Midlothian is a predominantly rural area, and also one of the hilliest parts of the Central Lowlands, its boundaries marked out by the Pentland chain to the west, and the Moorfoots to the south.
Though rural, the region was also heavily mined in the past and former mining communities are dotted throughout the area. One of these, is Newtongrange, whose Lady Victoria Colliery is now open to the public as the Scottish Mining Museum with a 1625-foot shaft, and a winding tower powered by Scotlands largest steam engine. A great place for kids, the visitor centre brings the mine and the local community to life with 'magic helmets', which enable you to go on shift and experience a virtual-reality tour of life below ground.
If open spaces are preferred, then head for Dalkeith Country Park. Robert Adams Montagu Bridge straddles the River North Esk here in a graceful arch while beyond are some derelict but once wonderfully grandiose garden follies. There is also a large woodland playground, suitable for all but the youngest children. This unique, semi-natural woodland is also the home to deer, foxes and myriad smaller birds, animals and insects.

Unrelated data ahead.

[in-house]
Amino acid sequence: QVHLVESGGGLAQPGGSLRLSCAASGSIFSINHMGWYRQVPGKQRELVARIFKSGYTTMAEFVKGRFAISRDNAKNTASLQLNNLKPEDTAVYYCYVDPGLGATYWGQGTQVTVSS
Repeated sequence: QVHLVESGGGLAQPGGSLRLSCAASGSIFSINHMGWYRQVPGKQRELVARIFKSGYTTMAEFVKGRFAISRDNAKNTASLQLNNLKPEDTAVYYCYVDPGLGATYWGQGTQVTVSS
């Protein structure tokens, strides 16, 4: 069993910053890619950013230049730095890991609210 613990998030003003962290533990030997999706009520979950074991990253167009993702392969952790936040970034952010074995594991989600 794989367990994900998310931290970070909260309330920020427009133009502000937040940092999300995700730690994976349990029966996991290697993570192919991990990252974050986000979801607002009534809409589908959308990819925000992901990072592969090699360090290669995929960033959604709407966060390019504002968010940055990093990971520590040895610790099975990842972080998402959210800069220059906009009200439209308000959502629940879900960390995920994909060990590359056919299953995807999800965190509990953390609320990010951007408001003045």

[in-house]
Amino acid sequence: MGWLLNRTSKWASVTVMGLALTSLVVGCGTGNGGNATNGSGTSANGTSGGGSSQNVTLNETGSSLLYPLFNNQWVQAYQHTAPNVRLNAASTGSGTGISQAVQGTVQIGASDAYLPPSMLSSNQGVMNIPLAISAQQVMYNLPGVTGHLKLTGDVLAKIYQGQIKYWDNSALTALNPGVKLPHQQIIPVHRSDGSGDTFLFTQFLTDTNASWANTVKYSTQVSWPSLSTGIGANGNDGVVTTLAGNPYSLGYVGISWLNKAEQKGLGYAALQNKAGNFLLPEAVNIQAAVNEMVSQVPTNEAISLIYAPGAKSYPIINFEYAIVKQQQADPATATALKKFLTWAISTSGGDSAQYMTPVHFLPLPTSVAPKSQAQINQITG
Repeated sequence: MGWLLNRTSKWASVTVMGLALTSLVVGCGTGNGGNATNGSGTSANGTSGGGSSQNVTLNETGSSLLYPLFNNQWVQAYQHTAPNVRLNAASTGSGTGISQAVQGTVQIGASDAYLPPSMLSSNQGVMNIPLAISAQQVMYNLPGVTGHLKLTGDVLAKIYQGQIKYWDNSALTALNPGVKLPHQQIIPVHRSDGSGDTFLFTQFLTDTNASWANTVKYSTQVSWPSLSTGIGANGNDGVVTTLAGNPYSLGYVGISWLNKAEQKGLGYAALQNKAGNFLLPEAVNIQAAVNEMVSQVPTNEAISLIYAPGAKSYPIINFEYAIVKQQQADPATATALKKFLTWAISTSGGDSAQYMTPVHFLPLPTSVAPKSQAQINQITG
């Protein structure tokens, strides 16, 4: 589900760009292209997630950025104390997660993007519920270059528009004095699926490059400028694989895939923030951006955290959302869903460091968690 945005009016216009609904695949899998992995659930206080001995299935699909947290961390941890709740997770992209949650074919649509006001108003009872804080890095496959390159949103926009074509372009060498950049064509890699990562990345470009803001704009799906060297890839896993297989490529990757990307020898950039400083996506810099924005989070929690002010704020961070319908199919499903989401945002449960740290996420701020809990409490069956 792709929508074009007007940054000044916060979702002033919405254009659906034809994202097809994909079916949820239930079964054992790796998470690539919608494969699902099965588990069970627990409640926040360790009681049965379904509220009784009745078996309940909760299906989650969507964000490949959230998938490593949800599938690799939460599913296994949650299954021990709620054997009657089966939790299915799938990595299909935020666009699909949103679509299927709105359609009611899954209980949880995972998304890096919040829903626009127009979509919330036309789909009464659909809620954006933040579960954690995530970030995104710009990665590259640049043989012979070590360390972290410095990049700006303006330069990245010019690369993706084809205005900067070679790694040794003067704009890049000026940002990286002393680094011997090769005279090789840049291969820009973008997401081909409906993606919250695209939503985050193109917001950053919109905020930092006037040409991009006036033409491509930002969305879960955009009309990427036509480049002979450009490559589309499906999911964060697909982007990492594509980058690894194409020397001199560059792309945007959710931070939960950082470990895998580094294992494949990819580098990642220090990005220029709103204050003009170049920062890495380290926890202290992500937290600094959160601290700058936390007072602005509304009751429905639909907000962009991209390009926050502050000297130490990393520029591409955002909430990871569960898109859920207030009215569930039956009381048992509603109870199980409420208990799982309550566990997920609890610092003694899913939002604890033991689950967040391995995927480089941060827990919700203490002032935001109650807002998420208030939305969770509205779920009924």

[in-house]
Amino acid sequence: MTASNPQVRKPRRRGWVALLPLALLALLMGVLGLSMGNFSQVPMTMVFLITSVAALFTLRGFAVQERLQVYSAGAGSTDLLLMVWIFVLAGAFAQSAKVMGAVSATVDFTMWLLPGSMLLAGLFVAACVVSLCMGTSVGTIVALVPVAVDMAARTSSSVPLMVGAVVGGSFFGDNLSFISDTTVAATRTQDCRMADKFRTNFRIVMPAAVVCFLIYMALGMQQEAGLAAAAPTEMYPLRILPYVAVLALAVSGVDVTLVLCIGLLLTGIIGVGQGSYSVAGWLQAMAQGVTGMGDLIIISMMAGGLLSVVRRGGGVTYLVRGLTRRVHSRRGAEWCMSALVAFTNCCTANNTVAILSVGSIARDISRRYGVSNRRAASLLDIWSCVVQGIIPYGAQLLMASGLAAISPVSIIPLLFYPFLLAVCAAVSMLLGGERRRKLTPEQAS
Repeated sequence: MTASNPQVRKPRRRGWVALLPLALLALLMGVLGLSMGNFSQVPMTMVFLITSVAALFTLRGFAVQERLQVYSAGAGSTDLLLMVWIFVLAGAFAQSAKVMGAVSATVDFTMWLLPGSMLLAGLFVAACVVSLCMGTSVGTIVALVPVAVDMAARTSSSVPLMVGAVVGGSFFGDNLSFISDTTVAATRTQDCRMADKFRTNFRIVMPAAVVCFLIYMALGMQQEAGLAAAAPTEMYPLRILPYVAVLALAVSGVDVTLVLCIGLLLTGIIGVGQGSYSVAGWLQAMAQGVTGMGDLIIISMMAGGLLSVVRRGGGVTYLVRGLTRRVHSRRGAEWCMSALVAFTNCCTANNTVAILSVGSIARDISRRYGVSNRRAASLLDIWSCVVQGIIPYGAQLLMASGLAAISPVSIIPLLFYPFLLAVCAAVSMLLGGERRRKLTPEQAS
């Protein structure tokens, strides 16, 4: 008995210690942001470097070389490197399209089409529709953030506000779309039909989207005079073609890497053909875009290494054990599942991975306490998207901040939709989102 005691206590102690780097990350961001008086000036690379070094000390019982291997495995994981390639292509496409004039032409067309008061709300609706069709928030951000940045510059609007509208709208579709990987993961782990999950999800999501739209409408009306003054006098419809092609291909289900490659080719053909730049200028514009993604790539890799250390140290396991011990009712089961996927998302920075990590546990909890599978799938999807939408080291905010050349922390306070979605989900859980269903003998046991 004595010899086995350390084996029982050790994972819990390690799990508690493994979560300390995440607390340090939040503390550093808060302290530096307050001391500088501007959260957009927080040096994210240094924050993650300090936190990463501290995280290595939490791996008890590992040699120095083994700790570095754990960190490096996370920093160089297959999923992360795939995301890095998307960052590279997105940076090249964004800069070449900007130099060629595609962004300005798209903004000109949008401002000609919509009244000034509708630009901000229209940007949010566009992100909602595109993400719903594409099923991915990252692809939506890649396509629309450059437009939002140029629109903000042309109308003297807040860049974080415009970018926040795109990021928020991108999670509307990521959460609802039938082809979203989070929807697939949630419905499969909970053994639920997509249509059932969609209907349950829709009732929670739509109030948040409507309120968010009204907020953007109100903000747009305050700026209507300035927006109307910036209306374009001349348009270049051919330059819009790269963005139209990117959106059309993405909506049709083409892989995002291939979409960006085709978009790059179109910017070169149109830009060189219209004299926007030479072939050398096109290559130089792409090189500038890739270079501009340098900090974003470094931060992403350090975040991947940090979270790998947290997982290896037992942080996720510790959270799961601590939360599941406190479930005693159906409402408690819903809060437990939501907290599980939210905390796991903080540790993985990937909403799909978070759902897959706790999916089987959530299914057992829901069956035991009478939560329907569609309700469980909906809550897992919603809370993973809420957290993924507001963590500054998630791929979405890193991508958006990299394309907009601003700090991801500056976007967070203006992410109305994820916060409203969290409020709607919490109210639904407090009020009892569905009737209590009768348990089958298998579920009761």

For wildlife of a different kind, head south along the A7 from Edinburgh and visit the Edinburgh Butterfly & Insect World in Lasswade. This is one of Midlothian's most popular attractions where you can stroll through an exotic rainforest as you watch hundreds of the world's most spectacular butterflies flying around you. You can also see live scorpions, tarantulas, ants and other remarkable insects.
Midlothian's primary attraction however can be found in the otherwise unremarkable village of Roslin, some 7 miles south of Edinburgh city centre. Here you'll find the mysterious, richly decorated late-Gothic Rosslyn Chapel, which featured prominently In the blockbuster film and book, 'The Da Vinci Code'.